Unlike for the capsid proteins, the atomic model for pM32nt was built de novo. The resolution of densities corresponding to pM32nt was poorer than that of capsid proteins even in the improved sub-particle reconstructions. Thus, the map obtained by averaging triplexes Tb, Td, and Te regions as previously mentioned was also used to facilitate atomic model building for pM32nt. Secondary structures predicted by Phyre2 server [61] were used to guide backbone tracing using the Baton_build utility in Coot. Observable main chain residue bumps in the density informed Cα placement, and registration was accomplished using distinguishable side chain densities. Iterative model refinement was performed as for the capsid proteins described above.

Generation of M32-deletion mutant and wild-type MCMV

We used a previously reported bacterial artificial chromosome (BAC)-based clone of MCMV Smith strain (MCMVBAC), maintained as a BAC-based plasmid in E. coli, to produce infectious progeny in mouse NIH3T3 cells [3739]. As reported, this progeny retained wild-type growth characteristics in vitro, as previously shown [3739].

Mutant ΔM32, which contained a deletion of the entire coding sequence of M32, was derived from MCMVBAC using a two-step mutagenesis protocol [38,40]. In the first step, we inserted at the M32 sequence with a cassette (tet/str) containing the tetracycline resistance gene tetA and rpsL gene conferring streptomycin susceptibility, following the mutagenesis procedures as described previously [38,40]. The bacteria harboring the mutant BAC constructs were electroporated with the PCR-amplified tet/str cassette. Successful insertion of the tet/str cassette was screened by selecting for bacterial colonies resistant to tetracycline. In the second step, the tet/str cassette was targeted for deletion. The resulting mutant, which only contained the deletion of M32 ORF sequence, was streptomycin-resistant and, therefore, was easily selected in the presence of the antibiotics [38,40]. Rescued mutant R-M32 was generated from ΔM32, following the experimental procedures for construction of rescued viruses as described previously [38,40]. The M32 regions in the mutant and the rescued virus were analyzed by restriction digestion profile and sequencing analyses.

Virus growth analyses were carried out by infecting NIH 3T3 cells (n = 1x106) with viruses (MOI = 0.5–1) [62,63]. The cells and medium were harvested at different time points postinfection. Viral stocks were prepared and used to infect NIH3T3 cells, followed by agar overlay. Viral titers were determined by counting the number of plaques 5–7 days after infection [62,63]. The values obtained were averages from three independent experiments.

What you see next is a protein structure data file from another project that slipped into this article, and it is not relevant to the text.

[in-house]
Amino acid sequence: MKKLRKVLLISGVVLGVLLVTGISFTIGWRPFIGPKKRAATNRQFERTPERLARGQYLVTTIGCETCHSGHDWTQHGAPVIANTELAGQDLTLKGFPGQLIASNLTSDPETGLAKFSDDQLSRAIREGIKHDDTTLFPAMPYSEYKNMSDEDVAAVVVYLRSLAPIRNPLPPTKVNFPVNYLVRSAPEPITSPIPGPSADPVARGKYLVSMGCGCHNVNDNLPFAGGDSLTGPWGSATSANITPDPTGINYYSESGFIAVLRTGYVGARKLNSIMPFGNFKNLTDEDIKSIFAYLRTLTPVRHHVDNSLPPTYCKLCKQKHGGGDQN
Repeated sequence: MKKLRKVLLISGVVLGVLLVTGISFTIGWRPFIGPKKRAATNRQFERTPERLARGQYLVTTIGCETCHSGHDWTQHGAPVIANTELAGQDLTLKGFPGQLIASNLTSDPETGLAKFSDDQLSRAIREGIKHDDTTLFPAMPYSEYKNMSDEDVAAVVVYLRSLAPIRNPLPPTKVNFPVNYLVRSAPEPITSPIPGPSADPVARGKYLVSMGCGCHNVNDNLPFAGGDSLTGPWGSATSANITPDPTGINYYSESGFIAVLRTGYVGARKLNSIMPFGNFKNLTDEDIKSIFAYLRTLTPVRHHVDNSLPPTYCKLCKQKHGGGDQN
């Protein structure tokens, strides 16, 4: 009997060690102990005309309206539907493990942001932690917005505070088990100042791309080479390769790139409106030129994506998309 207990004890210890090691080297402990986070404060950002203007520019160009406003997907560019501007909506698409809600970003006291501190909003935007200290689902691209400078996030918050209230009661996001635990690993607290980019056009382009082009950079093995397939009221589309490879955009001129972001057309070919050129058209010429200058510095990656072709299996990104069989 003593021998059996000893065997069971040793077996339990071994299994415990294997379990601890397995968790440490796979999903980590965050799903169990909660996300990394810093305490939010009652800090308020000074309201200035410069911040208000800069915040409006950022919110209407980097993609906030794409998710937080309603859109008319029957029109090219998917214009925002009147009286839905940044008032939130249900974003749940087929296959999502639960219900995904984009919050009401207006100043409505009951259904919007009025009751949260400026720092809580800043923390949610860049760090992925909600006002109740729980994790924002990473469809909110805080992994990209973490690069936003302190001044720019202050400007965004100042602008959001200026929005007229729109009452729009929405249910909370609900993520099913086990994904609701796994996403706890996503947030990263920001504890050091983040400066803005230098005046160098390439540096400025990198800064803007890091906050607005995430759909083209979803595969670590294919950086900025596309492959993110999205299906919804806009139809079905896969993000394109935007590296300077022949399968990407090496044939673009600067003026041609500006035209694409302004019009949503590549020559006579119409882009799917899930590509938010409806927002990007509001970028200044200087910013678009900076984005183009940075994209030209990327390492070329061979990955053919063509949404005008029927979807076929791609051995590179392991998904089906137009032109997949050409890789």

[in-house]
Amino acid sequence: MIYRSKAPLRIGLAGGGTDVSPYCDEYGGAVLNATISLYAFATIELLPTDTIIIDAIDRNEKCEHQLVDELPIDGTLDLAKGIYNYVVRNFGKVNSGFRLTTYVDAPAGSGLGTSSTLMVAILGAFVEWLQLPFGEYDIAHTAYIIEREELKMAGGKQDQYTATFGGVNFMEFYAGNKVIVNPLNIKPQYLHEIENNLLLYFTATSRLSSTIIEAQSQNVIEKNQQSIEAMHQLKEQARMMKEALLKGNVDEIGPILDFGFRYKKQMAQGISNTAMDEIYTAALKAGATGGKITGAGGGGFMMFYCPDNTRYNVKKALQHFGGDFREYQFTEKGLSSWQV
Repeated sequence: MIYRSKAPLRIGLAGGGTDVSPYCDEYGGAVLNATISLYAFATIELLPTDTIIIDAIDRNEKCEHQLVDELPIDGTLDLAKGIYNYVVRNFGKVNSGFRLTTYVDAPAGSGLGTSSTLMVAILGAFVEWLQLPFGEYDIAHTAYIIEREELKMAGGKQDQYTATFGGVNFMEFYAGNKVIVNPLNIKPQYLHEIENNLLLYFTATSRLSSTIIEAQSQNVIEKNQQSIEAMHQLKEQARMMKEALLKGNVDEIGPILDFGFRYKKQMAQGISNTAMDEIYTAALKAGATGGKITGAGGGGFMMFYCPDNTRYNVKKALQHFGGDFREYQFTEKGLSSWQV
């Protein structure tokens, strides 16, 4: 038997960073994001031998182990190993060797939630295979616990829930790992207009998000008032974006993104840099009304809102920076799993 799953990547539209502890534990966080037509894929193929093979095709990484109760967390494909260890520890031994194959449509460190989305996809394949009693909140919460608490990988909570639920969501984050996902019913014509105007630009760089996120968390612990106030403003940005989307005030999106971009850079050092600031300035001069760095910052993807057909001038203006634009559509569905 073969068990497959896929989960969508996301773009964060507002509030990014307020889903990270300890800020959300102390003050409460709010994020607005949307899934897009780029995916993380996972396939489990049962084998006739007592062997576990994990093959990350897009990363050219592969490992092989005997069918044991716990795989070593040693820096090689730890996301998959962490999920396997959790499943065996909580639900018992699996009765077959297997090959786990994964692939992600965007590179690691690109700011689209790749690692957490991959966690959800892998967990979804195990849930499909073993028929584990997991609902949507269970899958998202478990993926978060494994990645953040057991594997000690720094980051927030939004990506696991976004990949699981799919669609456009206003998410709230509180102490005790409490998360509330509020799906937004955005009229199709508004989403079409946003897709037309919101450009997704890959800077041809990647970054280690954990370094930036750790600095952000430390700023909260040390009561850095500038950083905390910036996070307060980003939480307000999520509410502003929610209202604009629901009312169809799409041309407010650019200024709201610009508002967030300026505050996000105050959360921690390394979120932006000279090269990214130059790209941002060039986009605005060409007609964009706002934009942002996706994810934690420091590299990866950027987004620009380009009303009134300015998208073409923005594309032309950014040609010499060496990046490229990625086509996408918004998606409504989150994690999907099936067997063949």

For cryoEM, we used a sucrose density gradient to purify viral particles from the supernatant of culture media of wild-type or ΔM32-infected NIH3T3 cells as previously described [36]. The sucrose gradient fraction with the most viral particles from the wild-type MCMV prep and the corresponding fraction from the ΔM32 prep were collected for cryoEM imaging. We suspended a 3 μl aliquot of each of these samples to a holey carbon-coated cryoEM grid, which was blotted and immediately plunge-frozen so that viral particles were suspended within vitreous ice across holes of the holey carbon [64]. Low-dose (~20 e2) cryoEM images were recorded on a Gatan 16-megapixel CCD camera in a Titan Krios cryo electron microscope operated at 300 kV at a magnification of 79,176× with Leginon [65]. Consistent with the 100-fold reduction in its growth rate, the concentration of ΔM32 viral particles produced in cell culture is low when compared to that of the wild-type virus. Because it was hard to find viral particle-containing sample regions for imaging, many imaging sessions were painstakingly carried out to obtain just 500 micrographs for ΔM32. (On average, each micrograph only contained one viral particle.) We selected 200 fully-enveloped cryoEM particles (see an example pointed by the open black arrow in Fig 9B and 9C) to reconstruct a 3D structure of ΔM32 at ~25 Å resolution with the IMIRS package [49,50]. In contrast to the ΔM32 sample, wild-type MCMV preparation obtained from the same procedure had a significantly higher viral particle concentration. 3D reconstructions obtained from wild-type virions and NIEPs with IMIRS were thus at higher resolutions than ΔM32 due to the larger number of particles used.

Data deposition

CryoEM maps and atomic models are deposited in the Electron Microscopy Data Bank (EMDB) and the RCSB Protein Data Bank (PDB), respectively. They include the cryoEM density maps of the MCMV capsid, sub-particle reconstructions at 2-fold, 3-fold, and 5-fold axes (accession code EMD-9366, EMD-9367, EMD-9368, and EMD-9369, respectively) and a single coordinate file containing 55 atomic models (PDB accession code 6NHJ).